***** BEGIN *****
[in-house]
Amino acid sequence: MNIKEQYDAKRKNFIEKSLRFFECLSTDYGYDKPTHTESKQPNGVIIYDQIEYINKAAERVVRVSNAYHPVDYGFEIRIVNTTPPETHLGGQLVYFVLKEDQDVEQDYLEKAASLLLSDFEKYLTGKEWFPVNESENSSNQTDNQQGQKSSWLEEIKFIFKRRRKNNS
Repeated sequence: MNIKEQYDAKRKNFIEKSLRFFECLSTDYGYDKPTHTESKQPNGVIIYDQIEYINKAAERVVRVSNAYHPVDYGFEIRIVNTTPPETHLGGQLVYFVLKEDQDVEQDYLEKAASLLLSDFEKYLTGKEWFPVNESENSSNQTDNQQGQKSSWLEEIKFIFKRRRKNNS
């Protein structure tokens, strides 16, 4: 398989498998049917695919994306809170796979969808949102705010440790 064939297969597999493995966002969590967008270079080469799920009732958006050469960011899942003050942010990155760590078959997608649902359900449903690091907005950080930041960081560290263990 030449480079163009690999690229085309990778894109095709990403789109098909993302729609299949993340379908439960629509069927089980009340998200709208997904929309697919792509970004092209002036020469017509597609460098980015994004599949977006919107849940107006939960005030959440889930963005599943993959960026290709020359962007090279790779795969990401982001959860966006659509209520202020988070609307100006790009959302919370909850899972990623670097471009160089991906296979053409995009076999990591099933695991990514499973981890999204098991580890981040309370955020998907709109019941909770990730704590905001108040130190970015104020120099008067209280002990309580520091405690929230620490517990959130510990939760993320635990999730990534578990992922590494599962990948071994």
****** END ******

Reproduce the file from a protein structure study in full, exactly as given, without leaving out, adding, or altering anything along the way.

[in-house]
Amino acid sequence: MNIKEQYDAKRKNFIEKSLRFFECLSTDYGYDKPTHTESKQPNGVIIYDQIEYINKAAERVVRVSNAYHPVDYGFEIRIVNTTPPETHLGGQLVYFVLKEDQDVEQDYLEKAASLLLSDFEKYLTGKEWFPVNESENSSNQTDNQQGQKSSWLEEIKFIFKRRRKNNS
Repeated sequence: MNIKEQYDAKRKNFIEKSLRFFECLSTDYGYDKPTHTESKQPNGVIIYDQIEYINKAAERVVRVSNAYHPVDYGFEIRIVNTTPPETHLGGQLVYFVLKEDQDVEQDYLEKAASLLLSDFEKYLTGKEWFPVNESENSSNQTDNQQGQKSSWLEEIKFIFKRRRKNNS
């Protein structure tokens, strides 16, 4: 398989498998049917695919994306809170796979969808949102705010440790 064939297969597999493995966002969590967008270079080469799920009732958006050469960011899942003050942010990155760590078959997608649902359900449903690091907005950080930041960081560290263990 030449480079163009690999690229085309990778894109095709990403789109098909993302729609299949993340379908439960629509069927089980009340998200709208997904929309697919792509970004092209002036020469017509597609460098980015994004599949977006919107849940107006939960005030959440889930963005599943993959960026290709020359962007090279790779795969990401982001959860966006659509209520202020988070609307100006790009959302919370909850899972990623670097471009160089991906296979053409995009076999990591099933695991990514499973981890999204098991580890981040309370955020998907709109019941909770990730704590905001108040130190970015104020120099008067209280002990309580520091405690929230620490517990959130510990939760993320635990999730990534578990992922590494599962990948071994």